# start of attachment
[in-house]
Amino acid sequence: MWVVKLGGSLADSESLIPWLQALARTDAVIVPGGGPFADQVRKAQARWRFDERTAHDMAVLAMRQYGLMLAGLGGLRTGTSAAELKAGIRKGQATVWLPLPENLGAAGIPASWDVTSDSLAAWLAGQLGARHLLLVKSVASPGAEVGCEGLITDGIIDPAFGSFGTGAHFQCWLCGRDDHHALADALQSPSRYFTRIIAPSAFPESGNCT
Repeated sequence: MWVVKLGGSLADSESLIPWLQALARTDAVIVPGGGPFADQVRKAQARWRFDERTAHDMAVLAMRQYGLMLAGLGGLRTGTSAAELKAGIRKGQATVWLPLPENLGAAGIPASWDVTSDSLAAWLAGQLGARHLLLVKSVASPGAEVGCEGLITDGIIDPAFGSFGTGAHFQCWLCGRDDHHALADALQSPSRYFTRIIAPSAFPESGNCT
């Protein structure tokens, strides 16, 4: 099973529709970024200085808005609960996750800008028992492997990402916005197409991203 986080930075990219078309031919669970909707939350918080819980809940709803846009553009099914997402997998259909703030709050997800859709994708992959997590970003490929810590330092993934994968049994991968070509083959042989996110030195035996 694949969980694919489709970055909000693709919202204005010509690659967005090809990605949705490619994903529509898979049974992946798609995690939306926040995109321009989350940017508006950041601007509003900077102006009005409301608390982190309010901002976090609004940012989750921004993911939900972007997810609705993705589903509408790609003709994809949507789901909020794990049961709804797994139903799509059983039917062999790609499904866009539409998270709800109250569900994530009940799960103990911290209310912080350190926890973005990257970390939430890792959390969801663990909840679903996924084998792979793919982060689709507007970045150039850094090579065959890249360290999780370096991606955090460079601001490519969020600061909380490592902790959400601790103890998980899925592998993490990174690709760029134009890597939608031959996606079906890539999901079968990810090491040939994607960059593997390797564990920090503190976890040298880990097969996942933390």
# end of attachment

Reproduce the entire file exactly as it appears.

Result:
[in-house]
Amino acid sequence: MWVVKLGGSLADSESLIPWLQALARTDAVIVPGGGPFADQVRKAQARWRFDERTAHDMAVLAMRQYGLMLAGLGGLRTGTSAAELKAGIRKGQATVWLPLPENLGAAGIPASWDVTSDSLAAWLAGQLGARHLLLVKSVASPGAEVGCEGLITDGIIDPAFGSFGTGAHFQCWLCGRDDHHALADALQSPSRYFTRIIAPSAFPESGNCT
Repeated sequence: MWVVKLGGSLADSESLIPWLQALARTDAVIVPGGGPFADQVRKAQARWRFDERTAHDMAVLAMRQYGLMLAGLGGLRTGTSAAELKAGIRKGQATVWLPLPENLGAAGIPASWDVTSDSLAAWLAGQLGARHLLLVKSVASPGAEVGCEGLITDGIIDPAFGSFGTGAHFQCWLCGRDDHHALADALQSPSRYFTRIIAPSAFPESGNCT
């Protein structure tokens, strides 16, 4: 099973529709970024200085808005609960996750800008028992492997990402916005197409991203 986080930075990219078309031919669970909707939350918080819980809940709803846009553009099914997402997998259909703030709050997800859709994708992959997590970003490929810590330092993934994968049994991968070509083959042989996110030195035996 694949969980694919489709970055909000693709919202204005010509690659967005090809990605949705490619994903529509898979049974992946798609995690939306926040995109321009989350940017508006950041601007509003900077102006009005409301608390982190309010901002976090609004940012989750921004993911939900972007997810609705993705589903509408790609003709994809949507789901909020794990049961709804797994139903799509059983039917062999790609499904866009539409998270709800109250569900994530009940799960103990911290209310912080350190926890973005990257970390939430890792959390969801663990909840679903996924084998792979793919982060689709507007970045150039850094090579065959890249360290999780370096991606955090460079601001490519969020600061909380490592902790959400601790103890998980899925592998993490990174690709760029134009890597939608031959996606079906890539999901079968990810090491040939994607960059593997390797564990920090503190976890040298880990097969996942933390």